Michigan leaders want to make crumbling Detroit fort into national park | Michigan Radio
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Michigan leaders want to make crumbling Detroit fort into national park

May 3, 2018

A movement is afoot to make the historically rich but deteriorating Historic Fort Wayne in Southwest Detroit into a national park, Bridge Magazine has learned.

As construction is set to begin this fall on the $4.5 billion Gordie Howe International Bridge linking Detroit and Windsor, Ontario, community and state leaders increasingly are focusing on the future of the fort grounds that lie directly to the east.

One idea gaining momentum: Making the fort a national park, said state Rep. Stephanie Chang, D-Detroit.

Proponents believe a law crafted by former U.S. Sen. Carl Levin, D-Detroit, would require the U.S. Department of Interior to grant the land park status if the city signs over the deed to the fort. Such a designation would open federal funding to restore the property, develop it into an attraction and manage it in perpetuity.

“I definitely, hopefully think there’s some momentum in that direction,” Chang said.

“Personally, I love the idea of a national park. I grew up going to them, and there are a ton of people in and around Detroit who love history, and this is a beautiful site.”

The law, which helped create the River Raisin National Battlefield Park in Monroe, applies to land with historical connections to the War of 1812. While Fort Wayne wasn’t built until more than 30 years later, some of the war’s first skirmishes were on its land.

Levin and aides to Gov. Rick Snyder are involved in the discussions, Bridge has learned from four sources involved in the talks. They’re enamored of a potential tourist destination next to an international border crossing, and liken the concept to Colonial Michilimackinac state park in Mackinaw City near the Mackinac Bridge.

One big sticking point, according to the sources: Detroit Mayor Mike Duggan hasn’t embraced the idea. The city owns all three deeds to the property, and the concept can’t move forward without Duggan’s support.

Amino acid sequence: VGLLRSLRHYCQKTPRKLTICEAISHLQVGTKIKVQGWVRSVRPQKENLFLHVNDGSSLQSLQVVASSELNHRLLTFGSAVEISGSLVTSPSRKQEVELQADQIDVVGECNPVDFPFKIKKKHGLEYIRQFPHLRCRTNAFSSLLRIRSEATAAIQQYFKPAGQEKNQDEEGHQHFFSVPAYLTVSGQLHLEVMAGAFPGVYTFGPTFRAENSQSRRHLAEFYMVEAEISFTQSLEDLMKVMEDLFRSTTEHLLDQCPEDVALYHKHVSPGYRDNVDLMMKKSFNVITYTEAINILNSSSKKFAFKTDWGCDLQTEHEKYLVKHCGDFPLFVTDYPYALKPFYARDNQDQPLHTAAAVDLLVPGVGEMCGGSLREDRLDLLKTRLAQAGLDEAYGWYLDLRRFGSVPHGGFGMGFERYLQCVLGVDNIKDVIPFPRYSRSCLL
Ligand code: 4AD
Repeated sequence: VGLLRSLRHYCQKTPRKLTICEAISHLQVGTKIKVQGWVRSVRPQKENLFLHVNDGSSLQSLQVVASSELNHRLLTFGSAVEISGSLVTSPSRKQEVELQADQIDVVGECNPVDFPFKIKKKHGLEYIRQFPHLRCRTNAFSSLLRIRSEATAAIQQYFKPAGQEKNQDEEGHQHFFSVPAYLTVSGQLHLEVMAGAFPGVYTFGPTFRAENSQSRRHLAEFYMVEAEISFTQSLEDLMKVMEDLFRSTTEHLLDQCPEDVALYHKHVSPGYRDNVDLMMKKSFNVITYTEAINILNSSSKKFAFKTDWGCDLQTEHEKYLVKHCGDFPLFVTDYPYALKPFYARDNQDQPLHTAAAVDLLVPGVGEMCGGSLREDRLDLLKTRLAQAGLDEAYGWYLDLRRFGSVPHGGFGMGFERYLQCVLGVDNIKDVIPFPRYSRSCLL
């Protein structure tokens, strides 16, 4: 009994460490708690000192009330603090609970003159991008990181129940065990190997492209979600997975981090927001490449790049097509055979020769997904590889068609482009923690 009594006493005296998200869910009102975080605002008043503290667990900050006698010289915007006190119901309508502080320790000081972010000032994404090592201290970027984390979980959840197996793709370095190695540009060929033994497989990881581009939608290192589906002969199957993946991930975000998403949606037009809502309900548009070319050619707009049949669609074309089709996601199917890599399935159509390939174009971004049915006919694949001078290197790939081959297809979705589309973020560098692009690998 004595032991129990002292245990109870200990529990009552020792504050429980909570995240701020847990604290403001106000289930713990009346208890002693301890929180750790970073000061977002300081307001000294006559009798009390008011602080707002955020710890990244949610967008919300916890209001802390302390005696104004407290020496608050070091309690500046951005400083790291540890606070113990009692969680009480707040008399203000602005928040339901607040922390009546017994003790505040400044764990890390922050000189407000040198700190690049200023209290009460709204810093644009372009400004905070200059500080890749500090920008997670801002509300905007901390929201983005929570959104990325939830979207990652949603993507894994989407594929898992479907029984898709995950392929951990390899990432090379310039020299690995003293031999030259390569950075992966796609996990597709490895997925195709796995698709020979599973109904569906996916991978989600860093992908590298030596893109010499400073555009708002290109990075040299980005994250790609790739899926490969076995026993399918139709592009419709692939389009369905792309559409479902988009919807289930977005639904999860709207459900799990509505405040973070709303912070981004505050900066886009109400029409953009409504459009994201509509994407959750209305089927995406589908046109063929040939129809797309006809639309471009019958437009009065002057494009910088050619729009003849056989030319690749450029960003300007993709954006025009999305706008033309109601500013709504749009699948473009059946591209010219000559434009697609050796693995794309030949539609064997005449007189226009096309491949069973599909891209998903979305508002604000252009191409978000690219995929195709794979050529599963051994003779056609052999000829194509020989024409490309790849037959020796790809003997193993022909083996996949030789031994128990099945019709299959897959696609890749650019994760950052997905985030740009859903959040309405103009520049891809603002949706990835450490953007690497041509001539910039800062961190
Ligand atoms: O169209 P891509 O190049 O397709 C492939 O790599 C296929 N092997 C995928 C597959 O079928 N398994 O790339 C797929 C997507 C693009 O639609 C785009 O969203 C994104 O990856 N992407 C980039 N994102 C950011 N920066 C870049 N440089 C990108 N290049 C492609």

The mayor is studying the issue and hasn't taken a position, Duggan spokesman John Roach said.

The talks have intensified following a draft of a $235,000 study on revitalizing the fort from a New York firm, HR&A Advisors, commissioned by Michigan’s Economic Development Corp. The state has some jurisdiction over Fort Wayne because it’s on the federal National Register of Historic Places.

Although many of the buildings on the property are deteriorating, the fort itself is well maintained and is well known to generations of southeast Michigan residents as a field trip destination.

The fort is now maintained by volunteers. Over the years, plans have come and gone to revive the property, from bringing in concert acts to hosting car races on the grounds.

Beyond buy-in from Duggan, numerous logistical hurdles remain to giving the fort national recognition.

River Raisin, the nation’s only War of 1812 battlefield park, was designated as such in 2010 by the administration of Democratic President Barack Obama after years of lobbying by Levin and other Democrats. Republican President Donald Trump perhaps would look far less favorably on such a designation and funding.

And unlike other historic sites, Historic Fort Wayne has served so many uses over the years that it lacks an easy narrative.

The property includes American Indian burial grounds that date back 1,000 years. Construction of the fort started amid tensions with the British in 1842, and ended long after they cooled in 1851.

During the Civil War, the fort was an induction center for soldiers. In the Red Scare, it housed accused communists. During World War II, it was a depot for every Jeep and tank made in Detroit. And after the 1967 riots, the fort housed displaced families.

Besides the fort, the property now houses the Army Corps of Engineers, the Tuskegee Airmen National Historical Museum as well as a warehouse for the Detroit Historical Society.

“We’ve heard the talk about a national park, but nobody knows what will happen,” said Jeremy Dimick, manager of collections for the Detroit Historical Society.